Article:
Lately, I’ve been integrating Copper into projects and everything is working seamlessly. Copper has finally matured to being robust enough for full scale applications, not just tinker projects.
Category: Progress Reports
A number of little updates have been applied to the Copper interpreter and documentation this week including better type identification and string-related methods.
New changes this week in Copper fill in some of the gaps that show up when trying to use Copper for real-world projects. The first of these is the indication of the support of multiple interfaces, which solves the dilemma of distinguishing between polymorphic objects turned into Copper objects. The second is the addition of a system function that enables the sharing of user-created function bodies.
In other notes, the string_map extension received a bug fix for not correctly returning when “exit” was called in the middle of the callback function it was given.
After some critical debugging of the recently changed runFunctionObject() (used for callbacks), I decided to add a new boolean function in the spirit of doing things fast and efficiently: xall(). This function is the equivalent of any(all(…), nall(…)) where “…” represents the same arguments. Using xall() is much less error prone (since you only need to type the argument names once) and much faster because it’s all on the C++ side.
In other news…
One of the features I had been meaning to get around to for some time was improvements to the logging. The original system had one enum value per error. It gets quite tedious pretty quickly when you have to write out redundant messages with only a single word changed. Since it would be nice to have the messages be localized (i.e. translated into different languages), I used an enum, but obviously, I needed to shorten the process.
The result of my long evening of work was a rewrite of part of the logging system that resulting in an easily extensible interface for which I created pretty print logging (which you can see in the feature image of this post).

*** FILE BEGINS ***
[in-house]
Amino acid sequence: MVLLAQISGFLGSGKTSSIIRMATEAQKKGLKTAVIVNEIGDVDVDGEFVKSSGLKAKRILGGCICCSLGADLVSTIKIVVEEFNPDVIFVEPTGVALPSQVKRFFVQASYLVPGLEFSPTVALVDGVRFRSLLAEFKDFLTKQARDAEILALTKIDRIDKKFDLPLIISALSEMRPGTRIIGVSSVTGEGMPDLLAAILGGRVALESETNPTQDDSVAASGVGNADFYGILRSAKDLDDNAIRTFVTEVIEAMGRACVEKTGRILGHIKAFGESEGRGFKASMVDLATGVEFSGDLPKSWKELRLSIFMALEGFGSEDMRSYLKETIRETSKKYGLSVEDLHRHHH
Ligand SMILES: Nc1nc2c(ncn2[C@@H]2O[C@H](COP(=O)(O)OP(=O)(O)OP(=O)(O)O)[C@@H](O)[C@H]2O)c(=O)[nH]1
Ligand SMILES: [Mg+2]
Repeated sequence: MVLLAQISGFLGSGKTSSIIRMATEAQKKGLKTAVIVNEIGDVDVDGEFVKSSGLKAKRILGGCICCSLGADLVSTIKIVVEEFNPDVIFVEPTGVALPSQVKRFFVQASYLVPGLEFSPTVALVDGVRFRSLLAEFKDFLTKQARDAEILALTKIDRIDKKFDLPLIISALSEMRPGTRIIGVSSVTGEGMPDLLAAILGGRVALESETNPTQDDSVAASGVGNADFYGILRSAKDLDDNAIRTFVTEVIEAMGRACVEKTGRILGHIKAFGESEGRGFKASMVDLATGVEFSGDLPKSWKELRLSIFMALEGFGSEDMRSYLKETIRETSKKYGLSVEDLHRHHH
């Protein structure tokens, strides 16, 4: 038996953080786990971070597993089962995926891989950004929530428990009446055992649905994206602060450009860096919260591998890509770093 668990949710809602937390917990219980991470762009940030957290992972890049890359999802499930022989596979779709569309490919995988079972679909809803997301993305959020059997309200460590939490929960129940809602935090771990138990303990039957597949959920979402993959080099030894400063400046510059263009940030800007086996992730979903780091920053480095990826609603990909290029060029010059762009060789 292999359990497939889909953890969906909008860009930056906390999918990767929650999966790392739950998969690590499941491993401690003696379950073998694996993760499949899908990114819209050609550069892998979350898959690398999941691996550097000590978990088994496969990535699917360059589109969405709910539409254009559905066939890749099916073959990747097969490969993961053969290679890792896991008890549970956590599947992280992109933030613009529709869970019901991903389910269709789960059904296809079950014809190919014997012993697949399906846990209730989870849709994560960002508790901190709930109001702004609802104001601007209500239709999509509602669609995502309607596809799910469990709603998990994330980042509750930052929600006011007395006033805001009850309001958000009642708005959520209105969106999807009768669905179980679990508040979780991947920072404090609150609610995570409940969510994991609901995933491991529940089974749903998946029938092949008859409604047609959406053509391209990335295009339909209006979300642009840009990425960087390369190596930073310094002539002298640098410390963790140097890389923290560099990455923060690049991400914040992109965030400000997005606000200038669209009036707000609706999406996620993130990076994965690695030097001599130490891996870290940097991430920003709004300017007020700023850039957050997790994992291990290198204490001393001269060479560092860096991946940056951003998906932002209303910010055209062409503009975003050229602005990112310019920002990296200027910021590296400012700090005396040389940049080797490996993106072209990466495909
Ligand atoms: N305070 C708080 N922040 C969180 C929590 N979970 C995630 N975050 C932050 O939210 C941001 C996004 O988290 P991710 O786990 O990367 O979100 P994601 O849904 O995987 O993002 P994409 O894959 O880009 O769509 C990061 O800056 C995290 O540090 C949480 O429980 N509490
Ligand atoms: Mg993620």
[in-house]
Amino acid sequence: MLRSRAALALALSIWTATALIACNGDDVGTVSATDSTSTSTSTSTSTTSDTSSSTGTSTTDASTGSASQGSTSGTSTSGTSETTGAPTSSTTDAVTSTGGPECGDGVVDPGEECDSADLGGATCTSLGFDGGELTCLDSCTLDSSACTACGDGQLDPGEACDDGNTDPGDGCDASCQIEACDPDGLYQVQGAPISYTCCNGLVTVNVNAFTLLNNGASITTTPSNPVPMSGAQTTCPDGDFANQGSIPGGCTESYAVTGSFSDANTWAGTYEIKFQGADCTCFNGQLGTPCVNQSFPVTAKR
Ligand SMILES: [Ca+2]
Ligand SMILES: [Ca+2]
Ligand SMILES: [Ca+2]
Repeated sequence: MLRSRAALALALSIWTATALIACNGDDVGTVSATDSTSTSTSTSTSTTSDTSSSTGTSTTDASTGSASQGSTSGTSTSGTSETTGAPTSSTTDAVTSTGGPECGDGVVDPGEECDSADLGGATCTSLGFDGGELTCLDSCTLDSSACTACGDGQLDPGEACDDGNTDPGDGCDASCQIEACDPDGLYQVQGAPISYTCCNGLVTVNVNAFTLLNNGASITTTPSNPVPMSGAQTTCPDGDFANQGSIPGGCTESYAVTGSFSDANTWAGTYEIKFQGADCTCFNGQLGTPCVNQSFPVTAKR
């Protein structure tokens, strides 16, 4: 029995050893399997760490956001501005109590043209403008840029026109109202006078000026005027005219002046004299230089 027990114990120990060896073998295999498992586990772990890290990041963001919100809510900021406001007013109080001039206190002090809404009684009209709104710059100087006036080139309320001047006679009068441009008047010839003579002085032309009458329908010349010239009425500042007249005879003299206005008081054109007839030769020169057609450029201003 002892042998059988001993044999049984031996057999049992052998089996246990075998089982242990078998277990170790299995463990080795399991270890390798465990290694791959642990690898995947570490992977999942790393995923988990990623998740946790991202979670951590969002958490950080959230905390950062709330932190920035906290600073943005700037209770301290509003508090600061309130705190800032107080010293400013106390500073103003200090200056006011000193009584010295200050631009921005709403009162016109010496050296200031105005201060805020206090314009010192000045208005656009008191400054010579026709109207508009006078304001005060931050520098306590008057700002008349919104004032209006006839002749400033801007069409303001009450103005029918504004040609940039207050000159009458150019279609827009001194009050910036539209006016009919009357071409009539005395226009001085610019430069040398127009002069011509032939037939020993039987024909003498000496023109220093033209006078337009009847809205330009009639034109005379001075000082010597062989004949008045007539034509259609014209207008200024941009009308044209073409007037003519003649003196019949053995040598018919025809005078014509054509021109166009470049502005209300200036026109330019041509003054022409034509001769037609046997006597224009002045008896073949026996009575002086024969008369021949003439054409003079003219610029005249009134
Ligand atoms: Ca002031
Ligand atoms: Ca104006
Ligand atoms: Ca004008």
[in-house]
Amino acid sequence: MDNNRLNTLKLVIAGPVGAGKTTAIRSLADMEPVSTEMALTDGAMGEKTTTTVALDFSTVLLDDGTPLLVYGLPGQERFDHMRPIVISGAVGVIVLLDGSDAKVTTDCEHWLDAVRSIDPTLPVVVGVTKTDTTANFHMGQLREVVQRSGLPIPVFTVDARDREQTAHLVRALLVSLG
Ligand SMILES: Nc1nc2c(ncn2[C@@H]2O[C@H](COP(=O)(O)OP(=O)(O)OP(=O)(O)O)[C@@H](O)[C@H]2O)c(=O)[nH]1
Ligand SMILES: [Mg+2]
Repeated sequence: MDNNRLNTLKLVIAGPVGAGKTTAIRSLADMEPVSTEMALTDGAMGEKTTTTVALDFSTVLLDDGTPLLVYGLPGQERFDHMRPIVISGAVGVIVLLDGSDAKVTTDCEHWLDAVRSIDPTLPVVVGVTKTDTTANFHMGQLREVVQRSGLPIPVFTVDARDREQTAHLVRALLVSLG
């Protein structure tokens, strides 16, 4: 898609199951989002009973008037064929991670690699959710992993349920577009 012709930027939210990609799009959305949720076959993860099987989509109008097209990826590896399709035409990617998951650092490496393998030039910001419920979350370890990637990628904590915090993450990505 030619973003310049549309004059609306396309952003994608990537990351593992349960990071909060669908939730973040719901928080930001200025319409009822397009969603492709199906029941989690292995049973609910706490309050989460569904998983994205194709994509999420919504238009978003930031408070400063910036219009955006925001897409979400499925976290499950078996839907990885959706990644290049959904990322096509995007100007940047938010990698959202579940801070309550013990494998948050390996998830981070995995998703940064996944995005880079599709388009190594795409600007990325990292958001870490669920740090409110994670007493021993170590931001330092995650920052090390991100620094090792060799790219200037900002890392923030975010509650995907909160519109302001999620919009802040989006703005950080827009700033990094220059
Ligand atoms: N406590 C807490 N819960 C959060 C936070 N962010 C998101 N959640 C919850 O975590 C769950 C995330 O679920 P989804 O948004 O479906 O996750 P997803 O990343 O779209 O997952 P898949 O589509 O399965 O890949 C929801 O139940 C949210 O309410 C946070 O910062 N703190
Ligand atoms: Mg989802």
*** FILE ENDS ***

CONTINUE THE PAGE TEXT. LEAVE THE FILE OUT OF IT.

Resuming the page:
That recent change I made to speed up the processing also revealed a bug that occurred whenever a function scope was resized. This led to an overhaul of the variable storage system that may or may not have been necessary but will speed things up anyways because there are fewer function calls to make.
At the same time, I’ve decided to change some language semantics. Previously, when assigning data (such as a number) to a variable, the original function was retained, but the return was now a “constant return”. This meant that calling the function on the variable would return this “constant return” rather than the function, yet the members of the original function were still accessible. This “constant return” feature was originally designed to be a shortcut, but, ironically, it goes against the intended language design because this syntactic sugar was actually intended to be a shortcut for creating a new function. Now it will be.
Currently, I’ve been working on bindings for Copper with Irrlicht – a project I’ll probably write about later. I started to consider how much memory I was using by creating wrappings for every little thing. Naturally, I wanted things both small yet convenient. (It’s true that it would be better just to write a native GUI for Copper, but that’s asking alot out of myself.) I wanted the easiest way to have maximum control, but Irrlicht bindings send everything through a tunnel – i.e. when you want an attribute of something, you get all of the attributes. I could dump the ones I didn’t want, but what’s the point? Isn’t it faster to just load all of them into a Copper function?
That got me thinking… how much memory are Copper function-objects actually using?